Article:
Date of Award
Doctor of Philosophy (PhD)
Aging decline is a universal and unescapable phenomenon; as organisms reach maturity and continue living, physiological function inevitably declines, resulting in mortality. While the study of mortality has been long studied, technical and practical challenges have limited the equally important study of how/when individuals deteriorate and what types of factors affect that deterioration. This gap in knowledge is not only evident in a relative lack of empirical data on physiological decline, but considerable debate around the analysis and conceptual interpretations of the little data that is available.
In this dissertation, I use quantitative reasoning and analysis of longitudinal data to address major issues in the current understanding of age-related decline. In these studies, I rely on the model organism C. elegans. Recent advances in the technologies available for longitudinally observing individual C. elegans allow the collection of lifelong physiological data in high-throughput and scale. I choose to focus on movement decline as a model of physiological decline; it is a simple behavioral output that is straightforwardly assessed with standard microscopy and is a universally phenomenon of aging individuals across taxa. I will use data from such studies to share new biology that we have discovered that lead not only to new biological inquiry, but also improve the design, execution, and interpretation of experiments in longitudinal studies of aging.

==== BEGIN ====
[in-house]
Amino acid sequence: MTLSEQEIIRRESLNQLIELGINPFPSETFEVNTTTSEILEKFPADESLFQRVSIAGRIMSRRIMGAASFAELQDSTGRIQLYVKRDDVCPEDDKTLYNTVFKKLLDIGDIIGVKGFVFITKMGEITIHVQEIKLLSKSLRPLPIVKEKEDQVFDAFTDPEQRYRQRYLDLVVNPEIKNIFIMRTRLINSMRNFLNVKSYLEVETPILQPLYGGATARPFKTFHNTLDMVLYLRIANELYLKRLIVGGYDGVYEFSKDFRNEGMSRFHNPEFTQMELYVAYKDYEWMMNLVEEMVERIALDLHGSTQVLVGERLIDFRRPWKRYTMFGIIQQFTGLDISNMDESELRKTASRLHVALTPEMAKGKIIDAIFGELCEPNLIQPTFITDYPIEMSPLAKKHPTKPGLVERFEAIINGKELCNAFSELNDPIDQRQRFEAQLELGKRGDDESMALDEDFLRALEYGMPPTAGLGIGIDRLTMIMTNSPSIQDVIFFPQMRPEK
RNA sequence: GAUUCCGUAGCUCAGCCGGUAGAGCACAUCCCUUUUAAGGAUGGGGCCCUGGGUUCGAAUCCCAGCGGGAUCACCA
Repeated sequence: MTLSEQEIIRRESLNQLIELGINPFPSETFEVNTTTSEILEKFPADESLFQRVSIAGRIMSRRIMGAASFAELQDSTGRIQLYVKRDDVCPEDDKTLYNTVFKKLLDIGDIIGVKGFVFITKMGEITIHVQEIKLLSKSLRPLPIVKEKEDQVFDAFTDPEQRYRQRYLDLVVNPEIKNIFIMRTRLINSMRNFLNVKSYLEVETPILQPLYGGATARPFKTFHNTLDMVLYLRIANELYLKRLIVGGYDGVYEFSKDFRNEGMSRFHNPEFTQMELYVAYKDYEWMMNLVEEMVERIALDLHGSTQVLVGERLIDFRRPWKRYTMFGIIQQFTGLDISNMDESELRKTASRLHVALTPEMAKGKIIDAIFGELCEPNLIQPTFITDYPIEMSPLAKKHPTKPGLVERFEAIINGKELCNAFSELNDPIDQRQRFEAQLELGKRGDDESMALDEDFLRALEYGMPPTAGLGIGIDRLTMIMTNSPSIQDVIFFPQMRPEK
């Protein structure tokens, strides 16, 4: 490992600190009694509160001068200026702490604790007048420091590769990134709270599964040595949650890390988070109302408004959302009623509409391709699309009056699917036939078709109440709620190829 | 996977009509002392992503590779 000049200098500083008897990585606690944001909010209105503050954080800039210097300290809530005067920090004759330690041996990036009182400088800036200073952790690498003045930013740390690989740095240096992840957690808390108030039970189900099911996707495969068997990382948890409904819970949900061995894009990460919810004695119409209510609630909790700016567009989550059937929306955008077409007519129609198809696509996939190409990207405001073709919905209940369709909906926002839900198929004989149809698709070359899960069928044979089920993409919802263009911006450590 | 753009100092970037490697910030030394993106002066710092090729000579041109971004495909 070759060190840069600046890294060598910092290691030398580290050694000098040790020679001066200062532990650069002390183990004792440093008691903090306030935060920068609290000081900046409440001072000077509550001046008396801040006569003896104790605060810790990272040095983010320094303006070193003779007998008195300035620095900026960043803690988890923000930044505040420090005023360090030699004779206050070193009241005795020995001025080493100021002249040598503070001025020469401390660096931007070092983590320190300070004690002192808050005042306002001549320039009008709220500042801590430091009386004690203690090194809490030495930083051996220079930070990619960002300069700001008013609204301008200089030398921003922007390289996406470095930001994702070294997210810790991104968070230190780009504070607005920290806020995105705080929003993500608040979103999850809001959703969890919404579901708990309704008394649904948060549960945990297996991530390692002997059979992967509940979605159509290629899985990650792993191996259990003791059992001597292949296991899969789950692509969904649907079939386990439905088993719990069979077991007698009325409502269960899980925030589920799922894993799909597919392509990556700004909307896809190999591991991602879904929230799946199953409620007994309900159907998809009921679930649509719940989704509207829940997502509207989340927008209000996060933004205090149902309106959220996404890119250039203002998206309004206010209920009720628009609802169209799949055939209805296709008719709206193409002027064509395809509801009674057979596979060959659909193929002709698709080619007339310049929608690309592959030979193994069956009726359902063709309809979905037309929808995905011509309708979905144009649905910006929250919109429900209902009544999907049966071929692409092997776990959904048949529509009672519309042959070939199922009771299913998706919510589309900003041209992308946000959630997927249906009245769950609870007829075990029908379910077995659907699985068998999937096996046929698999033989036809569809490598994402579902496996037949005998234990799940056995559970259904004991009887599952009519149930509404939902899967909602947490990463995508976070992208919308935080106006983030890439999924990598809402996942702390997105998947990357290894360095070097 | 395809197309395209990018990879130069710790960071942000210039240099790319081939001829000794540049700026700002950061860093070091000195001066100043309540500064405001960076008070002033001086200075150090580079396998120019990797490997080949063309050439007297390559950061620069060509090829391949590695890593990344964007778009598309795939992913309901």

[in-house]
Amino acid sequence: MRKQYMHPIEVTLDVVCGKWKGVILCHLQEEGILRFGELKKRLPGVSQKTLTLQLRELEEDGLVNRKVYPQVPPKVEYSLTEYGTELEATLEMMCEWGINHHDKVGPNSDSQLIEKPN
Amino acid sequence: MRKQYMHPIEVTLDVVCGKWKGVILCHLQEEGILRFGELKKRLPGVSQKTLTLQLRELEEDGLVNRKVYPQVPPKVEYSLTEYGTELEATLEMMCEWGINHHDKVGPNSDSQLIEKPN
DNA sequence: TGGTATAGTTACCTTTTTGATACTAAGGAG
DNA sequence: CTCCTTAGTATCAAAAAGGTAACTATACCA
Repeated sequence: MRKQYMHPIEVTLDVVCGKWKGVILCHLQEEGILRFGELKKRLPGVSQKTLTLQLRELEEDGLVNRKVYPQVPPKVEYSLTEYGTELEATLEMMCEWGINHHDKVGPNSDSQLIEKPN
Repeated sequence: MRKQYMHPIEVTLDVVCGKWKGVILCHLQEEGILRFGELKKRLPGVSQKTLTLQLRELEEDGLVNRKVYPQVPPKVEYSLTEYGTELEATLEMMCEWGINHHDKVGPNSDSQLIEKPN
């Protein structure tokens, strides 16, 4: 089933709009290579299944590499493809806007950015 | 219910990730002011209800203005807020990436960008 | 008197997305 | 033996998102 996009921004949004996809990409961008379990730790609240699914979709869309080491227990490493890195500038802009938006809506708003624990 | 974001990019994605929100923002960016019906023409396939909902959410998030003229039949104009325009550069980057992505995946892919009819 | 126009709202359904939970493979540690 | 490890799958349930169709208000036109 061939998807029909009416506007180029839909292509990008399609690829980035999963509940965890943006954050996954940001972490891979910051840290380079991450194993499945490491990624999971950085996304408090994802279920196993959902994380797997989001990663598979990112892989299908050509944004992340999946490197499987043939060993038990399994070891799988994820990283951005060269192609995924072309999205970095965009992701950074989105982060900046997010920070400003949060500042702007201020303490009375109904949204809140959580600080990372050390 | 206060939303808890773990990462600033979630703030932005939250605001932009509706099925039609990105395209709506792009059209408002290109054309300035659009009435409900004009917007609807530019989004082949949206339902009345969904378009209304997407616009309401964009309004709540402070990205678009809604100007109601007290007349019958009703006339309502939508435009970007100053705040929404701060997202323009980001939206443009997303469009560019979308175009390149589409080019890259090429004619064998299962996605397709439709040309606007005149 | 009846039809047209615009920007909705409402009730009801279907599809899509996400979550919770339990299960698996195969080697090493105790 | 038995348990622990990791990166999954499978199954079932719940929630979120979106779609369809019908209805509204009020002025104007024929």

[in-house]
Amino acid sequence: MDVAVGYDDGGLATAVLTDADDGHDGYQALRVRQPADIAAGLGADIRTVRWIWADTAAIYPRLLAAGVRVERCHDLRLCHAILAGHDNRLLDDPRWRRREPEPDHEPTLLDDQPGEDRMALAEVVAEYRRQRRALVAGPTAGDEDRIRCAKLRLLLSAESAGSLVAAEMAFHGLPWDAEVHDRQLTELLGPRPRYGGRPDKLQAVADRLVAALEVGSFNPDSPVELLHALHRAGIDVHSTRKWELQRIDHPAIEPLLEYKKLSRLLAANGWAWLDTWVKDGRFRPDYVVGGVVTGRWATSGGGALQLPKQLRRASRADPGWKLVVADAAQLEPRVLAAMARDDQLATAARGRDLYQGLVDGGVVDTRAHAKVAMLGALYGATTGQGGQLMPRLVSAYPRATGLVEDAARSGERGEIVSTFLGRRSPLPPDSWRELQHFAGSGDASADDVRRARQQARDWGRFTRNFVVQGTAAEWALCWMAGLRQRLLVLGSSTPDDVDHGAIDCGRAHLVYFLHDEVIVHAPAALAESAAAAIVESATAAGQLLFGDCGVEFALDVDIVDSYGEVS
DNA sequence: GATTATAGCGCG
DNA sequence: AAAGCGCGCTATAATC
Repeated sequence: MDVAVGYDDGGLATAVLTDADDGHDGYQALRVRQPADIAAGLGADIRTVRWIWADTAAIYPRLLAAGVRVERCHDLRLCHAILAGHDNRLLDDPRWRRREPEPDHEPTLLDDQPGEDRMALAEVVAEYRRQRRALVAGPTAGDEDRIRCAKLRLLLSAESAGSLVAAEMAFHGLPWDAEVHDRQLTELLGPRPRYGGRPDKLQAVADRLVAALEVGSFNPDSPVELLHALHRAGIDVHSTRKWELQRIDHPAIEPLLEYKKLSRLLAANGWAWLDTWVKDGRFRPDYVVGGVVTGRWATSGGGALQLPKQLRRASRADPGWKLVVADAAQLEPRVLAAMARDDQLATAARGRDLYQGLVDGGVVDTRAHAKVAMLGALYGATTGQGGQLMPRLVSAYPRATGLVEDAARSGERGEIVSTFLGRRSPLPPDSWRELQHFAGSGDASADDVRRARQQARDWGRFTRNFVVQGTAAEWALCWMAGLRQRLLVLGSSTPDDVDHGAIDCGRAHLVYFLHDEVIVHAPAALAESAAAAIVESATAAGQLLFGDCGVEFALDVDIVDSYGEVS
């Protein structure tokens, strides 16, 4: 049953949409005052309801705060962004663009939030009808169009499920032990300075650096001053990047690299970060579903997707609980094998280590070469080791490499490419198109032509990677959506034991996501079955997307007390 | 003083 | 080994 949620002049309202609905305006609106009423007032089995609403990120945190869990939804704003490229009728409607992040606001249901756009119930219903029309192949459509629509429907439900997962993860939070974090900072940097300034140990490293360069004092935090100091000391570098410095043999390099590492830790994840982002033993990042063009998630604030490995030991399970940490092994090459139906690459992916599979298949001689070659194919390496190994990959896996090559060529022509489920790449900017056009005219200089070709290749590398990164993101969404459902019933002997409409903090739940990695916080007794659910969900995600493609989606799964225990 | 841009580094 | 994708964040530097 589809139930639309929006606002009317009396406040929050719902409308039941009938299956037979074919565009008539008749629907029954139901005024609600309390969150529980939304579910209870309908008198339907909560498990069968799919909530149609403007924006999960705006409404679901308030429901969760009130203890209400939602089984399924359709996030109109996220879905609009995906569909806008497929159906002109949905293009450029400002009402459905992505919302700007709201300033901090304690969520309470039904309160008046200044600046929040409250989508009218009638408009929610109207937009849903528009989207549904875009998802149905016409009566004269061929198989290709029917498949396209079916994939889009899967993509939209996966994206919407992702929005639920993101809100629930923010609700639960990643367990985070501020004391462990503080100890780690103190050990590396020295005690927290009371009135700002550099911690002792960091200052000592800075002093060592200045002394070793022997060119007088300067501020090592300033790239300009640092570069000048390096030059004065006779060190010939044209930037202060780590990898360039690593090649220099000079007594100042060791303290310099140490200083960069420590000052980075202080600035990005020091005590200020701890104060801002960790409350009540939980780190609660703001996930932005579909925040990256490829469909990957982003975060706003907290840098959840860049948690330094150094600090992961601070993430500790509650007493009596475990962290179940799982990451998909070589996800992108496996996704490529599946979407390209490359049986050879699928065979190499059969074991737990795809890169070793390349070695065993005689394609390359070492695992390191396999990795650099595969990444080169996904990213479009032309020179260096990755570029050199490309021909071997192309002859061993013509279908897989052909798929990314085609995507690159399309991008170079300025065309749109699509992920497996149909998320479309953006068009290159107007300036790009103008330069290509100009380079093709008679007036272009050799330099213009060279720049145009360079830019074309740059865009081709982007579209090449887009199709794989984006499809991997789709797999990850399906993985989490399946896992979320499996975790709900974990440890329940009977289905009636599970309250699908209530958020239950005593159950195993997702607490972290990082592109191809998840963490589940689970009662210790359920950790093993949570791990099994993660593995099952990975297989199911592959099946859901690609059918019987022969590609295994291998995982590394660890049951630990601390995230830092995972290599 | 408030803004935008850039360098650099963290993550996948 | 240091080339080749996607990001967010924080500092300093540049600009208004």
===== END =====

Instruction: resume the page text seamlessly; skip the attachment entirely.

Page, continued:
Zachary S. Pincus
Dennis L. Barbour